319 - ないまでも
Though today's grammar point is N1 level, it's actually fairly common in Japanese.
We're looking at...
JLPT N1: ～ないまでも
This phrase translates roughly to something like: "even if [one] can't go to far as to."
Now you're thinking, What is that supposed to mean?
Here's an example:
ジム に は かよわない までも、 すこし は うんどう を したら どう ですか。
Even if you don't go to the gym, couldn't you at least work out a little bit?
Literally: "gym + には + don't commute + までも, + a little bit + は + exercising + を + if you did + how about? (=どうですか？)"
In this sentence, the listener is clearly not going to the gym--apparently is not interested in even going to the gym. The speaker, then, is saying something along the lines of "even if you can't go so far as to go to the gym, you could at least exercise a bit."
Like many Japanese grammar points, this sort of makes sense from a literal perspective...
We start with a negative verb in plain form. In the example above, we took 通う (かよう // to commute; to attend; to go back and forth), then we put it in the negative plain form: 通わない (かよわない // don't attend/commute).
Then we have まで, which we can translate to "until" or "as far as." In this case, let's use "as far as."
Then we have も, which can mean everything from "also" to "as much as" to "even," etc. In this case, let's say it means "even."
Let's play with some semi-literal translations now:
even (if) as far as not commuting
→ Even if you don't go so far as to commute (to the gym)...
That's what the phrase means from a literal perspective. From a functional perspective, though, it means something like "at least" or "at the minimum." In other words, the key to this grammar function is the second half of the sentence, which will be a lessened version of the first half:
A = an ideal action
B = a lesser version of A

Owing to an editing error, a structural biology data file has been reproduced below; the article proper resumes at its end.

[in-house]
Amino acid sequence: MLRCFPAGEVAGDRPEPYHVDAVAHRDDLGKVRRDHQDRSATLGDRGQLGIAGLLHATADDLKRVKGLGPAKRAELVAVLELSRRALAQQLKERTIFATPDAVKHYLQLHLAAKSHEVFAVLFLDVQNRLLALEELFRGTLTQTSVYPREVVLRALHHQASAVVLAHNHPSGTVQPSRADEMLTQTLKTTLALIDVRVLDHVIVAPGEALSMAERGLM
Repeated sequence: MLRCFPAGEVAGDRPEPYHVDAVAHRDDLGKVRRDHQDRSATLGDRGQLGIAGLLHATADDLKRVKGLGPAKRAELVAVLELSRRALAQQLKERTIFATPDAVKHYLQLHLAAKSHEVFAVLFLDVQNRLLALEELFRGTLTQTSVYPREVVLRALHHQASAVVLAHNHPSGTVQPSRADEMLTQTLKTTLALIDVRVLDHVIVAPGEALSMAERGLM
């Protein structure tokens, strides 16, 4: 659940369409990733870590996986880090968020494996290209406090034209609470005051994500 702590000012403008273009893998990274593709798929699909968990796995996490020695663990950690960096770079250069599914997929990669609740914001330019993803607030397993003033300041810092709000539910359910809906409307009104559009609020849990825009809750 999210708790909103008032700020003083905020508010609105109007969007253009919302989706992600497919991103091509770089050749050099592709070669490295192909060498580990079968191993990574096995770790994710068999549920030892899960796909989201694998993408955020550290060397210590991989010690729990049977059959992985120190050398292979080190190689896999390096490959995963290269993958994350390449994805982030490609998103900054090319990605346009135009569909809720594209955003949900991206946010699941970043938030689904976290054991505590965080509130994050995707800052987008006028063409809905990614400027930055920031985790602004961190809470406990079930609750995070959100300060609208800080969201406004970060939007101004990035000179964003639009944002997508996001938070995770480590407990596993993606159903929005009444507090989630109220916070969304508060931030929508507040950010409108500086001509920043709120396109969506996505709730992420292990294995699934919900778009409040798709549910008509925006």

Note that the verb before ～までも will always be in the negative plain present form. In other words, it will always end in ～ない.
せかいじゅう の すべて の ひとびと は すくえない までも、 ひとり でも おおく の ひと を すくいたくて いしゃ に なりました。
I became a doctor because, even if I can't save all of the people in the world, I want to save as many as I can on my own.
Literally: "in the world + の + all + の + people + は + cannot save + までも, + by myself + でも + many + の + people + を + want to save (and) + doctor + に + became."
Note: You may notice that the end of the Japanese sentence has become the beginning of our English translation. That was the most natural way I could think of phrasing this one--sorry.
Interestingly, ～ないまでも can also be used in sentences that roughly correspond to the English phrase, "can't/wouldn't go so far as to say," as in the following examples...
わたし の ちゅうごくご は かんぺき と は いえない までも、 にちじょうかいわ は もんだい ない。
Although I can't go so far as to say that my Chinese is perfect, daily conversation is no problem.
Literally: "I + の + Chinese (language) + は + perfect + とは + cannot say + までも, + daily conversation + は + is no problem."
いちにち さんしょく すべて と は いわない までも、 けんこう と せつやく の ため に なるべく じすい を する こと に した。
Although I wouldn't say that I cook every meal, I try to cook at home as much as I can to save money and stay healthy.
Literally: "one day + three meals + all + とは + don't say + までも, + health + と + saving / economizing + for (=のために) + as much as possible + cooking for oneself + を + decided to do (=do + thing + に + did)."
That's it for this one.
Now, even if you feel that you've gotten a grasp on the meaning, being able to use this grammar is a whole other story, right? Every now and then, it wouldn't hurt to sign up for a lesson on a site like italki and/or Cafetalk and ask a teacher to drill a grammar point like this with you.